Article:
“There’s a 50-meter pool every couple miles down the street,” says Plantation Swim Team head coach Jimmy Parmenter.
He and Duffy Dillon, coach of FLA Aquatics, hosted last weekend’s Southern Zone Senior Long Course Championships for some of the United States’ best age-group swimmers at the Plantation Aquatic Complex.
In Miami-Dade, there are signs of change. Last week, an Olympic-sized pool opened at Gibson Park in Overtown, part of a $10.9 million Miami park renovation that includes a football field and baseball diamond.
There are local success stories as well. Ileana Rodriguez, a Palmetto High and Florida International University architecture graduate, has a solid chance of scoring a medal in the 100 meters breasttroke at the Paralympics Games, to be held in London Aug. 29-Sept. 9.
Rodriguez, 27, is ranked third in the world in her event and she credits the Flying Fish Swim Club, a team begun in Jamaica in the 1950s. The Flying Fish now trains at Miami Dade College under Olympics swimmer Andrew Phillips, who swam in the 1984 Los Angeles Games. Phillips and his team, which offers learn-to-swim programs in Doral, plus age-group, Masters and training programs for the disabled at Miami Dade, helped put her in contention for a medal.
Rodriguez lost the use of her legs at age 13 when a spinal infection rendered her paralyzed from the waist down.
“She wheeled herself on the pool deck and wanted to know, ‘Am I good enough to swim with you?’ My question to her was, ‘Am I good enough to coach you?’ It’s been a six-year dream,” Phillips says.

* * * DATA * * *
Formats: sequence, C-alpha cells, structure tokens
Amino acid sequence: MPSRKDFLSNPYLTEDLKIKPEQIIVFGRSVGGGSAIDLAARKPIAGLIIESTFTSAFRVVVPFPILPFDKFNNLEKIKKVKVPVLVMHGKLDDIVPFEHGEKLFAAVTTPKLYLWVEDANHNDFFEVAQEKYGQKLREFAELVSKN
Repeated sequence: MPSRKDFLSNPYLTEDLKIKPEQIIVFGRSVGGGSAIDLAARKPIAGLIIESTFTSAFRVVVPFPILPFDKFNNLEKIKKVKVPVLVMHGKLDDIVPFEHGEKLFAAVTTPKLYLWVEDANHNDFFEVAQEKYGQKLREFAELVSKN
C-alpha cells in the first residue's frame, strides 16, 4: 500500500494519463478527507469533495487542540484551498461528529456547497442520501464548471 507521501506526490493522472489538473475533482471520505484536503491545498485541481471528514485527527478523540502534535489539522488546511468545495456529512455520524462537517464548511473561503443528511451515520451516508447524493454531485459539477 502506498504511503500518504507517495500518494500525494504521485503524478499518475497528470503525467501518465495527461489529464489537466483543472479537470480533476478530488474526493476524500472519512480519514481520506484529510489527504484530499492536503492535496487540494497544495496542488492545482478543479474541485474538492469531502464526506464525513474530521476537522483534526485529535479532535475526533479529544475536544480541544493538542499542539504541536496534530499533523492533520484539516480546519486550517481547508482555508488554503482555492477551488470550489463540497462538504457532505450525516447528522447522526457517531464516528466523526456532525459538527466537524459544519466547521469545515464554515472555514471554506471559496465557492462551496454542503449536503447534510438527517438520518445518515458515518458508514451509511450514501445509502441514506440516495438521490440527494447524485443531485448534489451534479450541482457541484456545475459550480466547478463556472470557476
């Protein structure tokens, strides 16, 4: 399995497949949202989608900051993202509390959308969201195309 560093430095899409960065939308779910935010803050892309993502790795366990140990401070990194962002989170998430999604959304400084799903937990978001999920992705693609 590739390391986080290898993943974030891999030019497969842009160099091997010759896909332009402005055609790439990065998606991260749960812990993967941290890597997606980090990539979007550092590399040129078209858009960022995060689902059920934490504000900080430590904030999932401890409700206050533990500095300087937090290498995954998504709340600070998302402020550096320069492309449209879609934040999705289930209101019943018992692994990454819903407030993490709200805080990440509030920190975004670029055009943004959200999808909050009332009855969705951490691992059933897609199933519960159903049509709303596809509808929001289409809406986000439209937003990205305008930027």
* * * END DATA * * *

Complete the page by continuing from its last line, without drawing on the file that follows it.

“I’m so excited. We may be coming home with one of these medals from London.”
Rodriguez can’t wait: “The wheelchair disappears. I feel equal to everyone when I’m in the water. I always wanted to be part of the Olympic Games but believed I couldn’t compete after high school. This was always my dream. I went to Andrew and he saw I had a good chance to make it and that was the beginning.”
This kind of perseverance is what will keep swimming alive once the Phelps glow inevitably dims. That’s the challenge, Manganiello says.
“The dedication, commitment level for the family, that’s the hard part. It used to be, in the older days, there were more committed parents to keep their kids in the sport year-round. Now, that’s different. The family structure has changed. Kids are in different sports. There are a lot of year-round sports now.”
Nothing beats commitment, making all the practices, training hard and balancing the demands of athletics with academics.
“The Olympic Games get the hype and buzz going but once they get here they seem to forget what happens before the end-product,” Phillips, 50, says. “Kids and parents get excited when they see a Michael Phelps or a Rebecca Soni or a Missy Franklin, but when they realize they have to go through all the work to get to the end-result not all the swimmers stick it out.”
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